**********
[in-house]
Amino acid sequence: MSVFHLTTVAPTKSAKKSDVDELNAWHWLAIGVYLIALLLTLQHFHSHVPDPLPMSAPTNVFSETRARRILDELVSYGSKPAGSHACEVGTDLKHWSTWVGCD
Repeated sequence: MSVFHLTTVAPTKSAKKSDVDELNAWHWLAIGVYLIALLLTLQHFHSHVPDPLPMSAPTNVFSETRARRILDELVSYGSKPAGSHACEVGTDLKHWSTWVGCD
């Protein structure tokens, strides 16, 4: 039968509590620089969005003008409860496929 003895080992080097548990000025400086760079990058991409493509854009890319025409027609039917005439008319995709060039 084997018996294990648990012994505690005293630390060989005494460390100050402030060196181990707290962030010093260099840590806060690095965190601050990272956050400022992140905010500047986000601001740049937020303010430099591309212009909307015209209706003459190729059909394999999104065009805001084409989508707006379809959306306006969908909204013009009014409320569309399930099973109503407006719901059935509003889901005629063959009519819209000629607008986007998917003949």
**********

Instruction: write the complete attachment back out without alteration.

[in-house]
Amino acid sequence: MSVFHLTTVAPTKSAKKSDVDELNAWHWLAIGVYLIALLLTLQHFHSHVPDPLPMSAPTNVFSETRARRILDELVSYGSKPAGSHACEVGTDLKHWSTWVGCD
Repeated sequence: MSVFHLTTVAPTKSAKKSDVDELNAWHWLAIGVYLIALLLTLQHFHSHVPDPLPMSAPTNVFSETRARRILDELVSYGSKPAGSHACEVGTDLKHWSTWVGCD
């Protein structure tokens, strides 16, 4: 039968509590620089969005003008409860496929 003895080992080097548990000025400086760079990058991409493509854009890319025409027609039917005439008319995709060039 084997018996294990648990012994505690005293630390060989005494460390100050402030060196181990707290962030010093260099840590806060690095965190601050990272956050400022992140905010500047986000601001740049937020303010430099591309212009909307015209209706003459190729059909394999999104065009805001084409989508707006379809959306306006969908909204013009009014409320569309399930099973109503407006719901059935509003889901005629063959009519819209000629607008986007998917003949």